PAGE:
Pope's Words of Thanks to Bavarian Pilgrims
"Yes, God is good and it is good to be a person"
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CASTEL GANDOLFO, Italy, AUG. 6, 2012 (Zenit.org).- Here is a translation of the address Benedict XVI gave Friday to a group of pilgrims from his homeland, who came to Italy for a "Bavarian evening" as a gift for the Pope's 85th birthday, which he marked in April.
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At the conclusion of this "Bavarian evening" I can only offer a "Vergelt's Gott" (May God reward you -- a southern German and Austrian expression for "thank you") sincerely from my heart. It has been beautiful to be here in the heart of Lazio, in Castel Gandolfo, and in Bavaria at the same time. I have truly been "dahoam" (at home), and I must offer my compliments to Cardinal Marx since he already succeeds in pronouncing this word so well!
We have been able to see that the Bavarian culture is a culture of gladness: we are not crude people, it is not simply a matter of entertainment, but of a culture of gladness, imbued with joy; it is born of an interior acceptance of the world, of an interior "yes" to life that is a "yes" to joy. It is founded upon the fact that we are in harmony with creation, in harmony with the creator himself, and for this reason we know that it is good to be a person. It is true that we must say that in Bavaria, God has made this task easy: he has given us such a beautiful world, such a beautiful land, that it is easy to recognize that God is good and be glad about it. At the same time, however, he has also done it in a way that the men who live in this land, precisely from their "yes," knew how to give it its complete beauty; it became so beautiful only through the culture of persons, through their faith, their joy, songs, music and art. The Creator did not wish to do this alone but only with the help of men.
Now, someone could ask whether it is right to be so happy when the world is so full of suffering, when there exists so much darkness and evil? Is it right to be so high spirited and joyful? The answer can only be "yes!" Because saying "no" to joy we do nothing of use to anyone, we only make the world darker. And whoever does not love himself cannot give anything to his neighbor, he cannot help him, he cannot be a messenger of peace.
From our faith we know and every day we see that the world is beautiful and God is good. And because of the fact that he became man and dwelled among us we know it definitively and concretely: yes, God is good and it is good to be a person. We live in this joy, and from this joy we try to bring joy to others, to reject evil and to be servants of peace and reconciliation.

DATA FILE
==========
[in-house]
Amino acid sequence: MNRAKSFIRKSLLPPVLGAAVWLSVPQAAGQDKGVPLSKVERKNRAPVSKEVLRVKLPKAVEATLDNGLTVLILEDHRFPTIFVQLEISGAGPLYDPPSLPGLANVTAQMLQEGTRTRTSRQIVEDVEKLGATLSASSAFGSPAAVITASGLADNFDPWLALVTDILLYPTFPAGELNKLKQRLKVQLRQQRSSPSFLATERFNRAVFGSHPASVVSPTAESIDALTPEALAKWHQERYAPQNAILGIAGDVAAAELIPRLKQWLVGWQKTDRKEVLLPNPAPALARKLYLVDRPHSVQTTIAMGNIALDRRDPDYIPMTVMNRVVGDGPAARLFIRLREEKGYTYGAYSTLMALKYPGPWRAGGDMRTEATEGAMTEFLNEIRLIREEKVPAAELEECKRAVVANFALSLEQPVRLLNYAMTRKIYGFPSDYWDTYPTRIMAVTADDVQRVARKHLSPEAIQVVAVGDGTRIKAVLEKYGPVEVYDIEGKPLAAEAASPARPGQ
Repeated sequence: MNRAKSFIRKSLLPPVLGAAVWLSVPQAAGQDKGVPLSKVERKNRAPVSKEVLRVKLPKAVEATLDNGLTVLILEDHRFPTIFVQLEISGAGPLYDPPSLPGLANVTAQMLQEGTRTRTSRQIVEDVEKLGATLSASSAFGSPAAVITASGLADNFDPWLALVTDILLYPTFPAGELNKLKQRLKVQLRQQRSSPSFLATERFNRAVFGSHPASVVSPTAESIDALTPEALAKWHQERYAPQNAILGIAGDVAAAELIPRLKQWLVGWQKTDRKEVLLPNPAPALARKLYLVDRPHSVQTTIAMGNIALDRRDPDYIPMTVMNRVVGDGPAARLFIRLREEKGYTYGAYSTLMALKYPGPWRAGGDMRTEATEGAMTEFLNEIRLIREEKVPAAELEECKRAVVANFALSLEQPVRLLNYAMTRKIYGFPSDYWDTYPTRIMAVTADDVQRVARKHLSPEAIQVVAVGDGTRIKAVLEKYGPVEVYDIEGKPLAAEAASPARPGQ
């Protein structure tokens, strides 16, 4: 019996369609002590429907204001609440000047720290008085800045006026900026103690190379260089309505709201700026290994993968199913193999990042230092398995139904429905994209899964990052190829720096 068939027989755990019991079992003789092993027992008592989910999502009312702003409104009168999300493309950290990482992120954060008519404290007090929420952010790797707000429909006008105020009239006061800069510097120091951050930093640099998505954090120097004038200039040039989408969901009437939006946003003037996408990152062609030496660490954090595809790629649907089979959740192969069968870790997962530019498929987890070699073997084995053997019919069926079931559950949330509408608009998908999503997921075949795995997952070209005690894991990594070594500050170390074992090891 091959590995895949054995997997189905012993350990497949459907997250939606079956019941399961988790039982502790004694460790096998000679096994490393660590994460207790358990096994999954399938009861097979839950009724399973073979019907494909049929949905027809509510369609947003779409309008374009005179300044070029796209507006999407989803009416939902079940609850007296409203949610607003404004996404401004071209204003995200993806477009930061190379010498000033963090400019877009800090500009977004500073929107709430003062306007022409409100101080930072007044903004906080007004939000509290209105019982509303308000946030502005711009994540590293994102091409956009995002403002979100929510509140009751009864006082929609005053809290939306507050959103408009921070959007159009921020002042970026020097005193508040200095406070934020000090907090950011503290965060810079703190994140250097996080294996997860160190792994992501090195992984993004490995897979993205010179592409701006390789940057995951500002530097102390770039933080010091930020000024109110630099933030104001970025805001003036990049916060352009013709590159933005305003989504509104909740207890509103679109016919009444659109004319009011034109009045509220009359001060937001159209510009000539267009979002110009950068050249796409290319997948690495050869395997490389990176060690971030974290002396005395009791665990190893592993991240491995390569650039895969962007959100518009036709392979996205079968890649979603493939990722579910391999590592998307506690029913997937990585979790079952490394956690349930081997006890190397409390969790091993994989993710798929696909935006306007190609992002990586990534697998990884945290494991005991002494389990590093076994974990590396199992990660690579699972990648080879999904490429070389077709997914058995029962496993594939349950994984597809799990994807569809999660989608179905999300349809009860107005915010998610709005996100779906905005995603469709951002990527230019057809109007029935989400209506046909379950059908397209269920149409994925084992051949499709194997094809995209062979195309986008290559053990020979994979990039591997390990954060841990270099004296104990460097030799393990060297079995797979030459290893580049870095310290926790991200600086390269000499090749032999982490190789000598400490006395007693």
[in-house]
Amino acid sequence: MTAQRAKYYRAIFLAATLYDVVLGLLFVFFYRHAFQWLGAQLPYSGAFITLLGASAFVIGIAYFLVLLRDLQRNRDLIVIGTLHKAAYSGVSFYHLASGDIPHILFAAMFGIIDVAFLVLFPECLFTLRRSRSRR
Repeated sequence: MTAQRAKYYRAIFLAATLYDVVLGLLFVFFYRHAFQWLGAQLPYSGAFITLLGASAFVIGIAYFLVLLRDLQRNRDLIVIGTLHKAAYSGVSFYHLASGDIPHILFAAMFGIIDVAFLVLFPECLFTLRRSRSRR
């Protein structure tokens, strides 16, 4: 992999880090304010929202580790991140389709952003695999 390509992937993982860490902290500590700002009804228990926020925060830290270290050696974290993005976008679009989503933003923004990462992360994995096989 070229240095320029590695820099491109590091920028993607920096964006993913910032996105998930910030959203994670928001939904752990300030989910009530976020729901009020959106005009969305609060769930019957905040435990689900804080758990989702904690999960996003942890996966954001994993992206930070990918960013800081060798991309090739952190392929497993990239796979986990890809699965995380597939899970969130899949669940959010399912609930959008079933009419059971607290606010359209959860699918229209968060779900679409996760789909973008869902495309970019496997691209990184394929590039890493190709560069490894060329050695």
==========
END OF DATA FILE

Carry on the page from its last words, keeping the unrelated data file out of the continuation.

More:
Now, certainly, I should thank everyone, one by one, but an old man's memory is not trustworthy. So, I prefer to avoid it. I would, nonetheless, like to thank dear Cardinal Marx for having come up with the idea of this event, for having brought Bavaria to Rome and for having made the interior unity of Christian culture tangible in this way; I would like to thank him for having gathered Bavarians of our archdiocese, from lower Bavaria to the Oberland, from the region of Rupertigau to the Werdenfelser Land; I would like to thank the host, who graced us with her beautiful Bavarian dialect: I do not think that I am capable of speaking Bavarian and of being, at the same time, so "elevated," but she knows how to do it. I thank all of the groups, the wind ensemble ..., but, well, I do not want to begin. You know, it all touched me deeply and I am grateful and happy for everything. Of course, the "Gebirgsschützen," which I could only hear from a distance, merit a special thanks, because I am an honorary "Schütze," even if, at the time I was a mediocre "Schütze." Then, I especially thank you, Cardinal Wetter, for having come: you are my direct successor to the See of St. Corbinian; you led the archdiocese as a good shepherd for a quarter century: thank you for being present!
[In Italian the Holy Father said:]
Cardinal Bertello, thank you for your presence. I hope that you too saw that Bavaria is beautiful and the culture of Bavaria is beautiful.
[In German he said:]
Now, as my thanks, I can only give you my blessing, but first let us chant the Angelus together and, as much as we know it, the "Andachtsjodler" (a religious song in the form of a yodel). A heartfelt "Vergelt's Gott"!
[Translation from the Italian by Joseph G. Trabbic]